Who would have thought that a simple internet search could help you win a case in front of a jury? Just 10 years ago that may have sounded far-fetched to many. But those immersed in the world of data mining knew it was possible, even then.
The work of a financial investigator and expert witness is focused on financial documents and numeric evidence. Much of the information in fraud cases or contract litigation is found in private records, such as income tax returns, accounting records, bank statements, and financial statements.
In addition, public records can enhance a case. Traditional public records include real estate records, civil and criminal court files, probate court files, vital records, corporate registrations, intellectual property documentation, and professional licensing records.
Publicly available information
One source of information that is sometimes overlooked by counsel is publicly available information. The data includes everything else that is readily available to the public, if one knows where to look and how to get there.
Publicly available information was long restricted to databases maintained by companies such as Dun & Bradstreet or Hoover’s. Their usefulness was limited, however. Today there are many more databases available, in a much more accessible format, and with new information being added continuously.
Beyond these databases, the Internet in general holds a wealth of information for the financial investigator or expert witness. Many professionals are still wary of what can be found on the internet, thinking of the information as unreliable or suspect. That is not necessarily the case, however, as long as the investigator can verify the source of the information, cross-check the information with other sources, and use the data appropriately in light of its reliability.
Finding and using information
Search engines are the portal to all the information on the World Wide Web. Proficiency with search engines is the key to finding useful information. In fraud investigations and litigation, commonly useful sources of information are newspaper articles and other media reports. Also found on the internet are public company filings, corporate press releases, and outlines from presentations at seminars and conferences. Research reports and investigative projects by students and independent bloggers might also provide information you never expected to find.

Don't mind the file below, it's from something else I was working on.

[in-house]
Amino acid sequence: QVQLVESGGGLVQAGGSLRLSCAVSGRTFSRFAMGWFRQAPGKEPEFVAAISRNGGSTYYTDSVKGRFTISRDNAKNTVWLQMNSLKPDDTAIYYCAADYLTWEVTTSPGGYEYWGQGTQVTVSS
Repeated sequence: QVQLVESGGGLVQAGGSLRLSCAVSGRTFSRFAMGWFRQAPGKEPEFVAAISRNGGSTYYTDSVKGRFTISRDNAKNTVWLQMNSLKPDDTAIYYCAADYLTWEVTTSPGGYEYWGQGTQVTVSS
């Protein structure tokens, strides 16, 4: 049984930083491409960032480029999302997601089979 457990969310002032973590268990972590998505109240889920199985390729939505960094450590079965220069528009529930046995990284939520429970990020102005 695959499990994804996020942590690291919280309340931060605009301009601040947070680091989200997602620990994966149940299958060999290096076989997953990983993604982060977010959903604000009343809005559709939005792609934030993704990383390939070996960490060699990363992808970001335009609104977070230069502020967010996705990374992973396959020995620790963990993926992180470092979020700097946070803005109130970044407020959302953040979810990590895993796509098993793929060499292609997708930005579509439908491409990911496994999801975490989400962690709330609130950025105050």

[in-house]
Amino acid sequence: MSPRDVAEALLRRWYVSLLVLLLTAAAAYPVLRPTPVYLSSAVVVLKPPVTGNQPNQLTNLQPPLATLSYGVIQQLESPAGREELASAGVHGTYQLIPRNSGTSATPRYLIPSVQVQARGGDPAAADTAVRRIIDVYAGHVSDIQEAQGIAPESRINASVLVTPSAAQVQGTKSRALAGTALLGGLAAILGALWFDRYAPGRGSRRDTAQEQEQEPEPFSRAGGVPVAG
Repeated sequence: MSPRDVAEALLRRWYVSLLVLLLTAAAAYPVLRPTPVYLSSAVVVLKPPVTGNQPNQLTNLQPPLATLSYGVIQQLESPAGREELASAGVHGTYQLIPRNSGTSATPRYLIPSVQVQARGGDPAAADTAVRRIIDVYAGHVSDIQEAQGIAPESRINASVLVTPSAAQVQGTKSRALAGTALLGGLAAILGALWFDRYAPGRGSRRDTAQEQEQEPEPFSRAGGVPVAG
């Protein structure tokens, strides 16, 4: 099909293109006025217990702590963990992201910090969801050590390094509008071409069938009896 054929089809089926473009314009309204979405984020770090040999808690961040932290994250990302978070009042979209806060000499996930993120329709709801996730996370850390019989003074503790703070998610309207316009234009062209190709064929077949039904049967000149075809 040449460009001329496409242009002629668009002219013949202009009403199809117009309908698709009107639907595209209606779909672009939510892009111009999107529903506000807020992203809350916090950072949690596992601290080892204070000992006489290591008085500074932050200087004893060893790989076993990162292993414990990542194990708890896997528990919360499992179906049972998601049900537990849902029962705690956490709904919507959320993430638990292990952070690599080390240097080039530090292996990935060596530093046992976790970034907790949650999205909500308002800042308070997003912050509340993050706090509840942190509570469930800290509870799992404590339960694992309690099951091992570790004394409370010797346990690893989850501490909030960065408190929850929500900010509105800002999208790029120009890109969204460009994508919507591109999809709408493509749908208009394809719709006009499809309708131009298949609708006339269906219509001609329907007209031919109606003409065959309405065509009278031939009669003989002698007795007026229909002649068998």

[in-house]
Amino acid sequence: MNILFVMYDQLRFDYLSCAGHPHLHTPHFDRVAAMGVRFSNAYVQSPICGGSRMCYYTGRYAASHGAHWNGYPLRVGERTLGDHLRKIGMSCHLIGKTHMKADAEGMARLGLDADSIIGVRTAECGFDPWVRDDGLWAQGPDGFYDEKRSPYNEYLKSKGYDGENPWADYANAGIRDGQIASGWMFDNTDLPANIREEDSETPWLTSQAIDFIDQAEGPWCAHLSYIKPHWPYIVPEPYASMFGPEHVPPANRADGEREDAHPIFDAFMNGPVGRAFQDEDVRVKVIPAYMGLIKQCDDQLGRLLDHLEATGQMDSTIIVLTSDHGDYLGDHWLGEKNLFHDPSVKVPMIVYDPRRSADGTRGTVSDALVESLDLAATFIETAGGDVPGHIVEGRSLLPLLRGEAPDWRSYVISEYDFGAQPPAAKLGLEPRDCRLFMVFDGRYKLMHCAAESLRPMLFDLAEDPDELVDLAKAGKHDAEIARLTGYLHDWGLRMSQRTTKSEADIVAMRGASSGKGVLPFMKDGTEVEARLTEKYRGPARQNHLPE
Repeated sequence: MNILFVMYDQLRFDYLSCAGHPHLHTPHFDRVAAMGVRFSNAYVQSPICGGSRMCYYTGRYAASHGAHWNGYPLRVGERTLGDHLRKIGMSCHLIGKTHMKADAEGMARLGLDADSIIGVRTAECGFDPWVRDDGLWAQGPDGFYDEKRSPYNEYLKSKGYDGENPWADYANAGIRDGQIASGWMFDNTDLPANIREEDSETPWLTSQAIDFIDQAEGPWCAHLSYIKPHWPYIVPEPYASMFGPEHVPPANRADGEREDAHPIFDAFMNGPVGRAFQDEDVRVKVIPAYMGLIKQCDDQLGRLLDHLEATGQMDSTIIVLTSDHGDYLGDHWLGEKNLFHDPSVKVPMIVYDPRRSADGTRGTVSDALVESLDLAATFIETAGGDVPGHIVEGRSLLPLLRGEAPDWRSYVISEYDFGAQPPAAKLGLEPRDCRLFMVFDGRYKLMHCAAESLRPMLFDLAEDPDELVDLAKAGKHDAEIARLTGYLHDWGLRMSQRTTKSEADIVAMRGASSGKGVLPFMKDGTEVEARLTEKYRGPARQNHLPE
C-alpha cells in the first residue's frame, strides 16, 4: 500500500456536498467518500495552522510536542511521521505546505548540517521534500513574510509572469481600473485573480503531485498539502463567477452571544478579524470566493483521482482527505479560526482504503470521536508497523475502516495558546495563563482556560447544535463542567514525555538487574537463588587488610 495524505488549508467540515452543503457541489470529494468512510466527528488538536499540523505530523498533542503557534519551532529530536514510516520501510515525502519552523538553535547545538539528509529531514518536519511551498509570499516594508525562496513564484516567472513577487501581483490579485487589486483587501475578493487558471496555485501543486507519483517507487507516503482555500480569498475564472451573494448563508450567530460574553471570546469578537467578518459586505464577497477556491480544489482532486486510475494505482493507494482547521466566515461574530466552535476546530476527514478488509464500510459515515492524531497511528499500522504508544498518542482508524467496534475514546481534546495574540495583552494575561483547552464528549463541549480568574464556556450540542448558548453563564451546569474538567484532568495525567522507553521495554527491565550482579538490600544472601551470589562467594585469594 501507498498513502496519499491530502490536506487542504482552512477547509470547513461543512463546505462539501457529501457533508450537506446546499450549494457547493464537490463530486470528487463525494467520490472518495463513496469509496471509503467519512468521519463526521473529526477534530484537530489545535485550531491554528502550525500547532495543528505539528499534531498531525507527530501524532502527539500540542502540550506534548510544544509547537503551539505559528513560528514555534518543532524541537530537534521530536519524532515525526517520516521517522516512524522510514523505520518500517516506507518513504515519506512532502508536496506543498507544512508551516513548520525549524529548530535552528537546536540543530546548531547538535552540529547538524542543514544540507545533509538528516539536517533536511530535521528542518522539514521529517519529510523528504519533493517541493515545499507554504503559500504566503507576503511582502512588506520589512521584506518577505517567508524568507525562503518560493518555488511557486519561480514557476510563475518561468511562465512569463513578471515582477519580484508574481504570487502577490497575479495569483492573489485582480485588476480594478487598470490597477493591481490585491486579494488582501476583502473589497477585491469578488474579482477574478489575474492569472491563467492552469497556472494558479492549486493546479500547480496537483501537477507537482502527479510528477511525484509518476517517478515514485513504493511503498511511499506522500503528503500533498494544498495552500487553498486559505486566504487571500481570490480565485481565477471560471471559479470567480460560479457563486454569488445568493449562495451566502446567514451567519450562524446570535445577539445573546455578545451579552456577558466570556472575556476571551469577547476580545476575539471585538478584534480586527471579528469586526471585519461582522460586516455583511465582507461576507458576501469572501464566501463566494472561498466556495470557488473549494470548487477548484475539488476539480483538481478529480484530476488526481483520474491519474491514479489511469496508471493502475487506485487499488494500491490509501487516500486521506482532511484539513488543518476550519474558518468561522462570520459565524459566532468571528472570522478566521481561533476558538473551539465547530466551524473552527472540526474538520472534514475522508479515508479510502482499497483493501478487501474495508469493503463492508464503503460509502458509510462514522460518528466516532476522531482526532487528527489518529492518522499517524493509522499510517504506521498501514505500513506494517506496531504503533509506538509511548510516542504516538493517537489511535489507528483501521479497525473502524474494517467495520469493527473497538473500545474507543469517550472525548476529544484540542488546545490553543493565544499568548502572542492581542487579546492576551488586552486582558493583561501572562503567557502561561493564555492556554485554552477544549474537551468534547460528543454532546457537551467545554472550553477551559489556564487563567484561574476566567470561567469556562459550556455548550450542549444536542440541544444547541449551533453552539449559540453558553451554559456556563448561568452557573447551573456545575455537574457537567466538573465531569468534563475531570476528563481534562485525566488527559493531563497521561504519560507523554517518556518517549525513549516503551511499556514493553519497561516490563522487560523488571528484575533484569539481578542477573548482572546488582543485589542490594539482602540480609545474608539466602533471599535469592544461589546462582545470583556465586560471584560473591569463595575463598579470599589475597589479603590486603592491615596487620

Arguably, the “holy grail” of online information may be social media. Sites like Facebook and Twitter encourage users to document every detail of their lives for the world to see. These sites have some privacy controls in place, but the truth is that information on the internet is never guaranteed to be private.
Social media sites can provide information about a person’s whereabouts, friends and family, business relationships, calendar, and ongoing projects. Such information can be used to support or refute claims being made in litigation.
Imagine standing in front of a jury with a witness who is giving testimony damaging to your case. How powerful would it be to bring forth information from a social media site that shows the witness has lied? Even if we don’t know if the witness was lying then or lying now, we could still show that the witness has made contradictory statements and therefore is not a credible source of information.
As with any information uncovered in an investigation, careful consideration should be given to the source of information and its reliability. Many times obscure information found on the Internet will play only a supporting role in the litigation. Nonetheless, this information can speak to litigation theories and may even help identify new avenues to pursue in the investigation or litigation.
Tracy Coenen CPA, CFF is president of Sequence Inc, a forensic accounting firm with offices in Milwaukee and Chicago. She can be reached at 414-727-2361 or email@example.com.